Moored right at the end of the currently navigable waterway.
The stub to the left is the remains of a short arm, truncated during the construction of the motorway.
Just before the canal passes the village of Capernwray there’s a quarry arm off to the left.
There are 48 hour moorings here, but I doubt there’s sufficient depth for a narrowboat.
The canal ducks under the West Coast Main Line here, which in turn crosses the River Keer on a fine stone aqueduct.
A fine cruising day…
Plenty of mooring space as we arrive in Carnforth, just mainly too shallow for us!
Having tried to get in in front of the two narrowboats moored there, we finished up behind them.
They are Compass Rose and Whippet Express, two of the boats we did the Ribble crossing with.
Mags’ grandson Steve and family arrived in time for a fish and chip lunch with us, and stayed for a couple of hours. But after they left we decided we didn’t want to spend Saturday night moored outside a pub, so pushed on to Hest Bank. On the way we had a cheeky stowaway…
He was very tame, toddling towards the stern to give me the once over…
Deciding I had nothing to feed him with he headed back towards the front, hanging about for another few minutes before taking off and disappearing into the distance.
We arrived back at Hest Bank, tying up at quarter past five.
Very late for us, but we did stop for about three hours in the middle of the day.
As well as the cygnets, I just spotted a couple of moorhen chicks lurking on a reed mat near Bolton-Le-Sands…
First ones I’ve got a picture of this year!
Sunday we spent at Hest Bank, with a flying visit from Mags’ son Howard as he was passing in the afternoon. Then Monday we were heading off again, towards Lancaster and Galgate. It was a beautiful morning, clear enough to see the South Walney Lighthouse across the bay to the west, and further out, just peaking over the horizon, part of the Walney Wind Farm.
The lighthouse is 15 miles away, and the windfarm is half as far again. The installation consists of 103 turbines, covering an area of nearly 30 square miles.
Another belting day!
The canal appears to be heading directly into Lancaster at Skirton, but abruptly turns to the east then south-east to cross the Lune. I guess that was the most advantageous point to cross the river.
Under Halton Road Bridge, with the Lune Aqueduct ahead.
Looking upstream this time…
We pulled over on the moorings in Lancaster for an hour, I had a bit of shopping to get, before we set off again, heading for Galgate.
Looking back at the moorings from the footbridge, the redeveloped Chancellors Wharf on the left and the Water Witch pub on the right.
Out of Lancaster again and into Deep Cutting.
On the way north we were plagued with horse flies through here, and today was no different. This one’s making a meal of my ankle…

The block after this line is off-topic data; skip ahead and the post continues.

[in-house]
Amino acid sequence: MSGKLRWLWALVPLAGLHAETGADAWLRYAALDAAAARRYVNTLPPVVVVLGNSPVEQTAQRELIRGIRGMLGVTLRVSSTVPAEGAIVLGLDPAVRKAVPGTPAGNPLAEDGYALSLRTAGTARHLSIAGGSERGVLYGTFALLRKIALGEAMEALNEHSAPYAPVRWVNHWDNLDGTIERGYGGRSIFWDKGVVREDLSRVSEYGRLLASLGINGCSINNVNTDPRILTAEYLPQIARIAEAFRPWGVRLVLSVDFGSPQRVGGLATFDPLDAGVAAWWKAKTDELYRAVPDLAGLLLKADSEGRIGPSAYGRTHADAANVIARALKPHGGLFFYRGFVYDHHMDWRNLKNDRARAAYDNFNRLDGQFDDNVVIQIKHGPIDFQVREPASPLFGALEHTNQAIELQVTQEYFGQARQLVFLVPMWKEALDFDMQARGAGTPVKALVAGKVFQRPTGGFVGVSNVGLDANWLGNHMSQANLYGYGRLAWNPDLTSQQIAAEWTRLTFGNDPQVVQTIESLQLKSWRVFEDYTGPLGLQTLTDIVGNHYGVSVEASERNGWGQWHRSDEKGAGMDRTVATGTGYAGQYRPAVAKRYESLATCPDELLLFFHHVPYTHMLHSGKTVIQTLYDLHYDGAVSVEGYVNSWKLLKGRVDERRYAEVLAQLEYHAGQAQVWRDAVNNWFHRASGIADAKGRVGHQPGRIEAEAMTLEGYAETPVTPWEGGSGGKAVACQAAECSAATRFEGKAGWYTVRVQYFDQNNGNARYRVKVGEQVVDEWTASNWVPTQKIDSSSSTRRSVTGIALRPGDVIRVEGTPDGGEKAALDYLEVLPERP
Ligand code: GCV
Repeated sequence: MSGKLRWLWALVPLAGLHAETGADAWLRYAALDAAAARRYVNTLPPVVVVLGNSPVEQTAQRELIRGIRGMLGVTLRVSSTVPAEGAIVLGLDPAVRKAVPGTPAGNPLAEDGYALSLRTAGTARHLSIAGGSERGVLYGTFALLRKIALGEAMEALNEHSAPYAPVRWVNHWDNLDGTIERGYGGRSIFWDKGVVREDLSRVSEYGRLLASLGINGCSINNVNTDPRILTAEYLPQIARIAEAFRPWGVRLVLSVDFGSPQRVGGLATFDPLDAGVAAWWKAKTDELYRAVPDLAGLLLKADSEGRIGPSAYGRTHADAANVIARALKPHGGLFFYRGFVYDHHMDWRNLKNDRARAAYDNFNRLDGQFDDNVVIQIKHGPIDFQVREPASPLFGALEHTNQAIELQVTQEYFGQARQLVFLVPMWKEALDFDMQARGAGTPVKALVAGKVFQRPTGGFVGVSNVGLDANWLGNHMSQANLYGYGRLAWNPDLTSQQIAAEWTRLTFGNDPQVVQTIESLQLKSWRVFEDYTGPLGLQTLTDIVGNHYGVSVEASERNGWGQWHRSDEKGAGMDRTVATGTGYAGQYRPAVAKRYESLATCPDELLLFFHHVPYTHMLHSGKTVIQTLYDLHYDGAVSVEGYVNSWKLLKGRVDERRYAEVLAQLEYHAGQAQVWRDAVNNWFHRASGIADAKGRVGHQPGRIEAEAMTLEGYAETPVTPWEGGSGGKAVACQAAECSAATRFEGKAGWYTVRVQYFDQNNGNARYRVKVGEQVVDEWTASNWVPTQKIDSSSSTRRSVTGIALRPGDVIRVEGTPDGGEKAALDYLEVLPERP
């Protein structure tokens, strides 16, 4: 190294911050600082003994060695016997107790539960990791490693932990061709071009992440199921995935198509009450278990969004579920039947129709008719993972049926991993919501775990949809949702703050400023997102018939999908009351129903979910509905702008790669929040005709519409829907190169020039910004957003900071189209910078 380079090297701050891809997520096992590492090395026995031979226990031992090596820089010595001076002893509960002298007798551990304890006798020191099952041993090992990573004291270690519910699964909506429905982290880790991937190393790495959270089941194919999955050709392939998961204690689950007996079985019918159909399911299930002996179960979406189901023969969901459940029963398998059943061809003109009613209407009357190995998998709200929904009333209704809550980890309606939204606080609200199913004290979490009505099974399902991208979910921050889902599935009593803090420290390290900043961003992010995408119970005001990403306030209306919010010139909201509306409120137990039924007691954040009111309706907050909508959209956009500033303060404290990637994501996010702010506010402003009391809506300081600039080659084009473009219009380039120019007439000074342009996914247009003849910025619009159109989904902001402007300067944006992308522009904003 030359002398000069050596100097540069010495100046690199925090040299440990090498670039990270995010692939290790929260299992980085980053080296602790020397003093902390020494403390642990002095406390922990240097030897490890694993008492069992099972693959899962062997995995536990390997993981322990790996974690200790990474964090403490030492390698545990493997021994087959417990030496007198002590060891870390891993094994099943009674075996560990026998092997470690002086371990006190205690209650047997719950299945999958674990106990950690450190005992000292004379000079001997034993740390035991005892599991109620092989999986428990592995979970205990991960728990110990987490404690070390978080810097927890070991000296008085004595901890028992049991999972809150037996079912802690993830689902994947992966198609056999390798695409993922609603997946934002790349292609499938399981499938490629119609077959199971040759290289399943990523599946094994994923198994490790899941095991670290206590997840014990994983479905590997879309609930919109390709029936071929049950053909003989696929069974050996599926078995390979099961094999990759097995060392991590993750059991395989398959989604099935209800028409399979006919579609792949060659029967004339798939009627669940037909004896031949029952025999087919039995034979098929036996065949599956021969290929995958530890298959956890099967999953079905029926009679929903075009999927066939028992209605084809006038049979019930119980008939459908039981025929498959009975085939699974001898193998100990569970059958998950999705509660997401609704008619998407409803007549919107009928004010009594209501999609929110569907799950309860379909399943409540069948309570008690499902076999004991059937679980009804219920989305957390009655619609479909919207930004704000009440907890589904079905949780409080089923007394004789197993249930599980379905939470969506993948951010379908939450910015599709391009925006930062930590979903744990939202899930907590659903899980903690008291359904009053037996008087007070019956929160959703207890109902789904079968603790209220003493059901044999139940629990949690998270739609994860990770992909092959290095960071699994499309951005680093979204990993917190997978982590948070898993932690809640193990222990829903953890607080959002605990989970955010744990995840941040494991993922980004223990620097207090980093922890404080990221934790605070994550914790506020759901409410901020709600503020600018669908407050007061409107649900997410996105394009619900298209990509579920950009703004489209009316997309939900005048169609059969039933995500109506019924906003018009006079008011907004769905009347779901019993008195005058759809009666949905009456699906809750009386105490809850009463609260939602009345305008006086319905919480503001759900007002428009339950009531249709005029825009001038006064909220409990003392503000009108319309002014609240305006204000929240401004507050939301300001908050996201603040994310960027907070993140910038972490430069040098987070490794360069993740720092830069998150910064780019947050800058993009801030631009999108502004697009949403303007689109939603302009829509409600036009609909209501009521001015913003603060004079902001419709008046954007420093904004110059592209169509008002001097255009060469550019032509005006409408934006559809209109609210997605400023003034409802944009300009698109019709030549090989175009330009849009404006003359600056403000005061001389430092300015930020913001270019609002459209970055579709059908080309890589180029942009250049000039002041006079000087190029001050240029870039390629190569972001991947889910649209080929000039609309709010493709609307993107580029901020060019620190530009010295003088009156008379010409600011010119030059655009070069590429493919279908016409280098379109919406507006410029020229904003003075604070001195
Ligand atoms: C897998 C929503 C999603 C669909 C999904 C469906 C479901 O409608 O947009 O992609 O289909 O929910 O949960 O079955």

He didn’t survive long enough to digest it though!
We pulled in at Galgate at around 2, Val arrived for a fleeting visit as she was passing at 3, then Steve and family came to see us again after the kids finished school.
Steve and Anne-Marie, with young Luke and Courtney.
We were going to move on yesterday, but we got a call from Mags’ grand-daughter Melanie who had the day off work and wanted to come over. So we stayed put and entertained again. It’s lovely to see family, isn’t it.
This morning we continued our southbound journey, passing the junction with the Glasson Branch.
Glasson Junction Bridge, with First Lock visible through the arch.
The ornate Ellel Grange Bridge.
The alpacas were out again at Potters Brook…
Ain’t they cute!
Another fine day, but cloudier and cooler.
Not many boats about today, but of course if you do meet one, Sod’s Law says it has to be in an awkward spot… like Cabus Nook.
Luckily a chap on the bank warned the other boat and he held back to let us through the blind bridge.
Defensive mum looking after her little ducklings
We pulled in about half an hour from Garstang, looking out over the countryside rather than rooftops.
Although it might not be such a good spot with Storm Hector on his way… Still, everything’s strapped down and we won’t rock much. We’re sat on the bottom as usual!
Into Garstang tomorrow.
There’ll be a few folk changing plans now I guess…
We’re writing to let you know about a culvert failure that occurred yesterday evening (12 June) on the Leeds & Liverpool Canal. The canal is currently closed to navigation from Bridge 10 (Holmes Swing Bridge) near Burscough into Liverpool. Working through the night we’ve been able to build a clay dam at Bridge 10 and now water is flowing back into the canal. We’ll be working throughout today to secure the culvert and install dams either side of it.
So, Liverpool Docks are inaccessible for the foreseeable. I wonder if those already there will consider the way back across the Mersey?
We will have teams on site throughout the day to help those immediately affected. As we find out more we’ll post updates to this dedicated webpage. If your boat is on the same pound as the breach but are yet to hear from us, please call 03030 404040. Thanks for your patience as we work to make this wonderful stretch of canal fit for navigation once more.
Locks 0, miles 23½